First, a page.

Nauru said yesterday it would turn away two yachts carrying rights activists staging a World Refugee Day protest against Australia's detention of illegal immigrants on the South Pacific Island.
The "Flotilla of Hope" carried teddy bears for children in the island detention centre set up for the Australian government as part of its so-called Pacific solution to the problem of people-smuggling.
But Nauru government spokeswoman Helen Bogdan said yesterday that the Refugee Action Coalition's yachts Eureka and One Off, which left Brisbane on May 23 on the 4,000km voyage, would not be allowed to land.
Eureka was one nautical mile off the island and One Off was another nine miles away, Bogdan said.
"So far they have not been intercepted by the Nauran boats but I understand that the minister for justice this morning has said they will definitely not be allowed to go ashore," she said.
"So it is expected that the boats will go out and meet them at sea and take the presents and a representative or two from the asylum seekers will be on board those boats to greet them."
Hundreds of other sympathizers around Australia yesterday protested against their country's hardline policy of mandatory detention for all illegal immigrants.
Seven Iraqis who have been refused refugee status by Australia are understood to be on a hunger strike in the detention centre.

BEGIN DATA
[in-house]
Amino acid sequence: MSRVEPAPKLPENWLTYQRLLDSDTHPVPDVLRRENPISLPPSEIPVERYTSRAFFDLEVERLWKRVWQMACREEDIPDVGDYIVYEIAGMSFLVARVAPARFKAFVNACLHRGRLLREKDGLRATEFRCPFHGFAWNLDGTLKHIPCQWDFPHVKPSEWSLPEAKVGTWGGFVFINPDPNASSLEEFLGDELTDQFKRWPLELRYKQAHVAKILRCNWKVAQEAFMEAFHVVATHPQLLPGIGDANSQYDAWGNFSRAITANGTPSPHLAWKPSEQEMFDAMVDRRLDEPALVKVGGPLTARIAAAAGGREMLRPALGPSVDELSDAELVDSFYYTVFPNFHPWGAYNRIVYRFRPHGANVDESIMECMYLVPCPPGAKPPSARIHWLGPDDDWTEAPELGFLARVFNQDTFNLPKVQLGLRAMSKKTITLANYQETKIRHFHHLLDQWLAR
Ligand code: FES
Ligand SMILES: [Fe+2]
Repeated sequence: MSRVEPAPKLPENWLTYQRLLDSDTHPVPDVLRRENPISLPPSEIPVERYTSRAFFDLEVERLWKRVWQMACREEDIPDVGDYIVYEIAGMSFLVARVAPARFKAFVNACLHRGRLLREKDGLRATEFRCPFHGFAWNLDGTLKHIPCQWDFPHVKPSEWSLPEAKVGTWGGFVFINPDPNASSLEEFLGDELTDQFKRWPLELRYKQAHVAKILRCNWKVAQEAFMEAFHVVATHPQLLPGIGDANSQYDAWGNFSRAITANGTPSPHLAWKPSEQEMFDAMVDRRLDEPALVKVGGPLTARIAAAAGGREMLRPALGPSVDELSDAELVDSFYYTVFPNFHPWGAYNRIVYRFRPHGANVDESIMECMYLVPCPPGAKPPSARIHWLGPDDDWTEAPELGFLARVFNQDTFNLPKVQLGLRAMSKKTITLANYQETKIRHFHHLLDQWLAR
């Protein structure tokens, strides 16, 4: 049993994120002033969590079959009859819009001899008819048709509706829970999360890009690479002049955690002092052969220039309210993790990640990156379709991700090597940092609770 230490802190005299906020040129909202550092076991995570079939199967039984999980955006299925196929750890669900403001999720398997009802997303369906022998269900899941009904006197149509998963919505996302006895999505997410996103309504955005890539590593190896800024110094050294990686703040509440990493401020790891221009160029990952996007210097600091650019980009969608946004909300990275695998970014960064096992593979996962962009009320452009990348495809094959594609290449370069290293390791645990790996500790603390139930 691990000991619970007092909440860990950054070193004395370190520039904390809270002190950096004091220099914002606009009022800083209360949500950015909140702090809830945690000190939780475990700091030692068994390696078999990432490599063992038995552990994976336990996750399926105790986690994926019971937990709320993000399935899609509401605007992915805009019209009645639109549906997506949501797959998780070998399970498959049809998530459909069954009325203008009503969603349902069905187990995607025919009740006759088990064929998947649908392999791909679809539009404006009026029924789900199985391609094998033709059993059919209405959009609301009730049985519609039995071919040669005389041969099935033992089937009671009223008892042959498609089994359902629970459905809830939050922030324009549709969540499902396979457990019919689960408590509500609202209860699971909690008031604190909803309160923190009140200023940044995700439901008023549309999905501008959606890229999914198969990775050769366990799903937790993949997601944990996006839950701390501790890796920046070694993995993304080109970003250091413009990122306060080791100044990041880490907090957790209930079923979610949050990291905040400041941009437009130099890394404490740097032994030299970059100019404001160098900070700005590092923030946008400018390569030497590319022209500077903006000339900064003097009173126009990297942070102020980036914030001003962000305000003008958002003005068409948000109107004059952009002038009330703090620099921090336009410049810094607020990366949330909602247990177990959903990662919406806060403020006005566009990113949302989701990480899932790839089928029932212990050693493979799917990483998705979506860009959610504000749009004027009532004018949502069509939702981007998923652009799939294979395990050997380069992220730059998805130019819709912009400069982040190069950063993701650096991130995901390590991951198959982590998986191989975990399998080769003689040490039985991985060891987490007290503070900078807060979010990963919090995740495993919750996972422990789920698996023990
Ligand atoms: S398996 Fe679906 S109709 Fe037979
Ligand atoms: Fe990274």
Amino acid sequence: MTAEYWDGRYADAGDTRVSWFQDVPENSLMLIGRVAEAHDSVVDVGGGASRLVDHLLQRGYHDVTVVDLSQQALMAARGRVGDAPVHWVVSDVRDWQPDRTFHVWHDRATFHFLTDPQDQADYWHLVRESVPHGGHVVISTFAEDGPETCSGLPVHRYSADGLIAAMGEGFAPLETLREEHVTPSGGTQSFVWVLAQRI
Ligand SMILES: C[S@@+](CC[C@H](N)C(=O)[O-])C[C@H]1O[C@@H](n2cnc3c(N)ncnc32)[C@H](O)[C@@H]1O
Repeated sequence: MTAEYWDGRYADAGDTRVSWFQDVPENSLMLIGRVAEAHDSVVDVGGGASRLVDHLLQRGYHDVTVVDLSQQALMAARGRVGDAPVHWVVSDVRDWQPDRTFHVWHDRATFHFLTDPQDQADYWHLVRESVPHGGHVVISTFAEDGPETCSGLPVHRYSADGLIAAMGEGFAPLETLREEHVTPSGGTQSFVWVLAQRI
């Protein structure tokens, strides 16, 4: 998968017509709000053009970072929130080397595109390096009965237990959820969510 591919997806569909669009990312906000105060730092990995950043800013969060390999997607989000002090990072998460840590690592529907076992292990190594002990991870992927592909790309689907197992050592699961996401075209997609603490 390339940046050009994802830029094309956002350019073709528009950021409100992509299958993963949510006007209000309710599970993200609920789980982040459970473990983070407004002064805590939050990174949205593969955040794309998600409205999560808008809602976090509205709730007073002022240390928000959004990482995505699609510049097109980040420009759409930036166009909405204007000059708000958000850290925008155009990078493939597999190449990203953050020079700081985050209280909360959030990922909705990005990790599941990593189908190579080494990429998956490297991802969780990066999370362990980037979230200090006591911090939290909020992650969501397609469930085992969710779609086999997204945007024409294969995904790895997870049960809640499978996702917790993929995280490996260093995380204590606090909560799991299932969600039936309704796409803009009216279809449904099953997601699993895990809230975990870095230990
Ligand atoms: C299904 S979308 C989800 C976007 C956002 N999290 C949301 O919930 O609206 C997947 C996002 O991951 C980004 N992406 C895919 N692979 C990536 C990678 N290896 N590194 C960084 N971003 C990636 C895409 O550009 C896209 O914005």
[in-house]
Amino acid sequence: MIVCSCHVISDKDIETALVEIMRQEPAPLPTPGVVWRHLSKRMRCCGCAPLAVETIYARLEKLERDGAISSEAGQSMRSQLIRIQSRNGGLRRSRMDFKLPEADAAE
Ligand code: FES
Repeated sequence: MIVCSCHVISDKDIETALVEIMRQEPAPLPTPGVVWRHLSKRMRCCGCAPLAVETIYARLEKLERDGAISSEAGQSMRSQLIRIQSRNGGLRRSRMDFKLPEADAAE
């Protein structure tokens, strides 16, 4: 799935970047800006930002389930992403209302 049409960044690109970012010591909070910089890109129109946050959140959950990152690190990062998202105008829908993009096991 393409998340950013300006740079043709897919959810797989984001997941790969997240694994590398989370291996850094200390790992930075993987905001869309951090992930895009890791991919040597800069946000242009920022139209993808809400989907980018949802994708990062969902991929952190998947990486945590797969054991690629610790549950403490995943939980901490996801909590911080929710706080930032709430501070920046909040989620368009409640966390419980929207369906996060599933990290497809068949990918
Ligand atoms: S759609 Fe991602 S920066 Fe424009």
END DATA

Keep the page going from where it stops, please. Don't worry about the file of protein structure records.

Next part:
However, Immigration Minister Amanda Vanstone said the hunger strikers were all in good health and their protest would make no difference to the assessment of their asylum claims.
"We've been through this before with a hunger strike," she added.
Vanstone also issued a statement saying World Refugee Day provided an ideal opportunity to reiterate Australia's efforts in resettling more than 620,000 refugees and displaced people since World War Two.
"Australia has a long and proud history of resettling people who have genuine fear of persecution or discrimination in their homeland," she said.
"Our refugee program is one of the three largest dedicated resettlement programs in the world and in the past 10 years alone Australia has resettled more than 100,000 people under this program," Vanstone said.